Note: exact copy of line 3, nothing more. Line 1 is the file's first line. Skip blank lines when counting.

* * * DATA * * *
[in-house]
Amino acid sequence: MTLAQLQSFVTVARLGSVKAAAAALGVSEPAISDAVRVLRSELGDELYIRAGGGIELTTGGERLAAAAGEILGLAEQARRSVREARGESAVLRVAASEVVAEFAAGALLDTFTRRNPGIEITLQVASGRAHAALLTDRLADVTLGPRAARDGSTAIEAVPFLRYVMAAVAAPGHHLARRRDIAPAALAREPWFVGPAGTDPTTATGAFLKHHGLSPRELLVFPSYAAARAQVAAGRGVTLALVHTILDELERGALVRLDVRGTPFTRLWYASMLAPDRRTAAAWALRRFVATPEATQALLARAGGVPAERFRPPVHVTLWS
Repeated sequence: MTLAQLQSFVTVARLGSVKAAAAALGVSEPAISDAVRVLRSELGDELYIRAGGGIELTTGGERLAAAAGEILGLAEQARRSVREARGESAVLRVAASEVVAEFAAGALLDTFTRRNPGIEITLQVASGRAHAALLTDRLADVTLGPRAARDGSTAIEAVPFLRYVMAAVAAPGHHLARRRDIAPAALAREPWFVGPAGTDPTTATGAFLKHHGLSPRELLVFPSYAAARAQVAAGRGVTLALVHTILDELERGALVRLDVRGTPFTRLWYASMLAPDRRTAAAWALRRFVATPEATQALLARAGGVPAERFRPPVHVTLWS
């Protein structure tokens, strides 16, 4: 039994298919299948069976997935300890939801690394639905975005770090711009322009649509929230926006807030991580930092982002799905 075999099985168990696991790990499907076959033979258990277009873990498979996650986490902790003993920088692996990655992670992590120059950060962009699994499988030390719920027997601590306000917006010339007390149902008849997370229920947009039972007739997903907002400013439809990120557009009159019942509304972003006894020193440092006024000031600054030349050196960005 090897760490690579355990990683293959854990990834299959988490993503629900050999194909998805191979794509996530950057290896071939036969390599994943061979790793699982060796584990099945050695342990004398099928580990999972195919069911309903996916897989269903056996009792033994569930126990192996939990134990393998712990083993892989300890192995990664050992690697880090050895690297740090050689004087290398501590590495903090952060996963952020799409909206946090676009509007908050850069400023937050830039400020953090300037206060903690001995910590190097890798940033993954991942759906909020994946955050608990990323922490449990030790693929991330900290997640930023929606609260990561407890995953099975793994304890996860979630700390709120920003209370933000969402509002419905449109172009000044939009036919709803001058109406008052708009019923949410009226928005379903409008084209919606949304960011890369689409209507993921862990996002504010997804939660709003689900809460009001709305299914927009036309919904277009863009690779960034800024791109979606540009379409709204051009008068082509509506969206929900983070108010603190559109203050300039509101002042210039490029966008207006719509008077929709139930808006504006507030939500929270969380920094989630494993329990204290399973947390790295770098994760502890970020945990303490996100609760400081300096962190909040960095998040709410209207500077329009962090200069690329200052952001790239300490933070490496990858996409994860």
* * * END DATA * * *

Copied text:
Repeated sequence: MTLAQLQSFVTVARLGSVKAAAAALGVSEPAISDAVRVLRSELGDELYIRAGGGIELTTGGERLAAAAGEILGLAEQARRSVREARGESAVLRVAASEVVAEFAAGALLDTFTRRNPGIEITLQVASGRAHAALLTDRLADVTLGPRAARDGSTAIEAVPFLRYVMAAVAAPGHHLARRRDIAPAALAREPWFVGPAGTDPTTATGAFLKHHGLSPRELLVFPSYAAARAQVAAGRGVTLALVHTILDELERGALVRLDVRGTPFTRLWYASMLAPDRRTAAAWALRRFVATPEATQALLARAGGVPAERFRPPVHVTLWS